Appreciating the Viking Legacy

viking boat

Perhaps you grew up laughing at Hagar the Horrible in the Sunday comics or cheered on Marvel’s The Mighty Thor; or maybe you were the more serious scholar interested in Viking maritime and studied their ships and the explorations of Erik the Red. Whatever the case, the Vikings’ presence among us is as old as mead, and, with The History Channel’s popular series ready to launch into its next season, Vikings seem to be as popular as ever. So you don’t miss the boat, we invite you consider our spring course “Vikings,” which begins this week.

Dirk Van Tuerenhout, Ph.D., curator of anthropology at the Houston Museum of Natural Science, and our first instructor in the course, reminds us of the obvious appeal: exploration.

“The Vikings were explorers beyond belief,” Dr. Van Tuerenhout said. “There is evidence of their presence from Newfoundland to Baghdad. What equally impresses me is their drive to colonize new lands, and, in order to do so, set sail with women and children, as well as livestock. Imagine traveling across a stormy North Sea with that kind of crew?”

Beyond the exploits lies the science that supported their seafaring ventures. Frederic B. Pearl, Ph.D., associate professor of maritime studies at Texas A&M at Galveston, will provide a history of Scandinavian ships. Dr. Pearl will also review Norse mythology and provide insight into Viking artwork on stone from his field research in Gotland, Sweden. His work in Gotland, specifically Visne Angar, has just received additional funding to continue archaeological investigation of this abandoned Iron Age settlement.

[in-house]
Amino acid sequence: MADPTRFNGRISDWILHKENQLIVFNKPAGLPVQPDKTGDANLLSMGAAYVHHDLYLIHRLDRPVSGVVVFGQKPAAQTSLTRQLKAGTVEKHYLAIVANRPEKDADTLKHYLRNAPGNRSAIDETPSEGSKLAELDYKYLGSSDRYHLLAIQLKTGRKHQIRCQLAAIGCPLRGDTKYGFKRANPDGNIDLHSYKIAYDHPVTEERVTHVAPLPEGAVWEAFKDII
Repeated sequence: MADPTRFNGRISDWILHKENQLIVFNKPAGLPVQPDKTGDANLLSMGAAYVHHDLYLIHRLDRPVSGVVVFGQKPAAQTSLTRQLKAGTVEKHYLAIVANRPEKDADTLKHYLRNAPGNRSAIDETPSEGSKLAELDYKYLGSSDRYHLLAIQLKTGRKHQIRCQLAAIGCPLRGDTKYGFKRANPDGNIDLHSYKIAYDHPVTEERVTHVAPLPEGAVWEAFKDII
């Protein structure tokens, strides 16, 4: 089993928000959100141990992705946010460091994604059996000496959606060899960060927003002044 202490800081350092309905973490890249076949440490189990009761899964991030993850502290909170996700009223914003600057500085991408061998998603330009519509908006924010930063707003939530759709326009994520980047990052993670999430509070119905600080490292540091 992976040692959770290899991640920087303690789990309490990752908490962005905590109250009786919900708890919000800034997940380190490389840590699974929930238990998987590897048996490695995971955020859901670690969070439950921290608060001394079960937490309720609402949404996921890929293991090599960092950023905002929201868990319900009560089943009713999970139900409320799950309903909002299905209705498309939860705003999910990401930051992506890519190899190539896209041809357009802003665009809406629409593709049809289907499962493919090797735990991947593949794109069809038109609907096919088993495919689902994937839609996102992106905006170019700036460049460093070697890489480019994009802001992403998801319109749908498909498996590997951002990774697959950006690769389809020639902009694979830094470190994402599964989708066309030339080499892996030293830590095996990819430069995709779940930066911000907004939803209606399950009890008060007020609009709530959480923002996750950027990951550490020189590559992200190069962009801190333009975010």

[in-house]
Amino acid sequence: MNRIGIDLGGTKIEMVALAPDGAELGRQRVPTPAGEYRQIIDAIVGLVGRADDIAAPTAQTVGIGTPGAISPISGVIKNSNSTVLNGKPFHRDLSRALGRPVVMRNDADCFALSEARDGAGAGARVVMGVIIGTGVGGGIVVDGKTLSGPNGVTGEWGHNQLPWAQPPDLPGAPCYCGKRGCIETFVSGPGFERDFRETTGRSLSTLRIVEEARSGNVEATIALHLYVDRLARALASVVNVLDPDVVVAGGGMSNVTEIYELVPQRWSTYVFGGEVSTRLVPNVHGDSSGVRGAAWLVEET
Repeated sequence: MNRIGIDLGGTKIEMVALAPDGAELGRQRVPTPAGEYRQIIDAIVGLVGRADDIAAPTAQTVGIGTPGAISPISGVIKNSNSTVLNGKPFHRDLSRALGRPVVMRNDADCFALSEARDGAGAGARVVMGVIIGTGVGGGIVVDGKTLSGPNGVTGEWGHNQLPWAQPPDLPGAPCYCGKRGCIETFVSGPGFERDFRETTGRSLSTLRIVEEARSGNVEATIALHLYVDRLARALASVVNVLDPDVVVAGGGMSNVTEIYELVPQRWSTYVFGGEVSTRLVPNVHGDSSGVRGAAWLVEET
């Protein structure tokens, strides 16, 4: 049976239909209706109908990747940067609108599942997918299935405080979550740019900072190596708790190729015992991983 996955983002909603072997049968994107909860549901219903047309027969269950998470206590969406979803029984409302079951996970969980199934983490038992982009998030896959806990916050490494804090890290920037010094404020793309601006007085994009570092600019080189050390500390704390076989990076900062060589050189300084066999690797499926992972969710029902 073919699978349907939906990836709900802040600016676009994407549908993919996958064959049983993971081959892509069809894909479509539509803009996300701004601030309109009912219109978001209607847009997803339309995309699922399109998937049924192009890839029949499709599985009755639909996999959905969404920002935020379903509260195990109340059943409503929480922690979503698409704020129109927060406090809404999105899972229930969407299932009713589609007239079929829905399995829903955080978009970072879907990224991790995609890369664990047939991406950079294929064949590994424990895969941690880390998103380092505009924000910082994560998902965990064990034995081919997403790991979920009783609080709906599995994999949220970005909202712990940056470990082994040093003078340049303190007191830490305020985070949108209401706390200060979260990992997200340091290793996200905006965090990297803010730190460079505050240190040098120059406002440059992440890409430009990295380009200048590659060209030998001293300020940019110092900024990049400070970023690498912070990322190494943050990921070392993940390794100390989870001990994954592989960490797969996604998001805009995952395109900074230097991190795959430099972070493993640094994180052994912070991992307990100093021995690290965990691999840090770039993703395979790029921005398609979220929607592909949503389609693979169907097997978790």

In the final segment of the course, Louis A. Markos, Ph.D., English professor, scholar-in-residence and Robert H. Chair in Humanities at Houston Baptist University, will draw upon the parallels of Viking culture and community in the works of J.R.R. Tolkien.

“Fans of ‘The Lord of the Rings’ will know that Tolkien insisted that his epic fantasy was not allegorical and that he was a sub-creator creating a unique world that ran by its own rules,” Dr. Markos said. “Yet, as even Tolkien admitted, he was strongly influenced by ‘Beowulf’ and the Anglo-Saxon (and therefore part Viking) ethos that underlies it.”

No one can dispute the influence of the Vikings. Should they, possibly the old Norse Proverb will change their minds, “Put to the sword those that disagree.”

Join us for “Vikings” starting Wednesday, February 25. 

Jennifer Egenolf

Author

Jennifer Egenolf, Marketing Director

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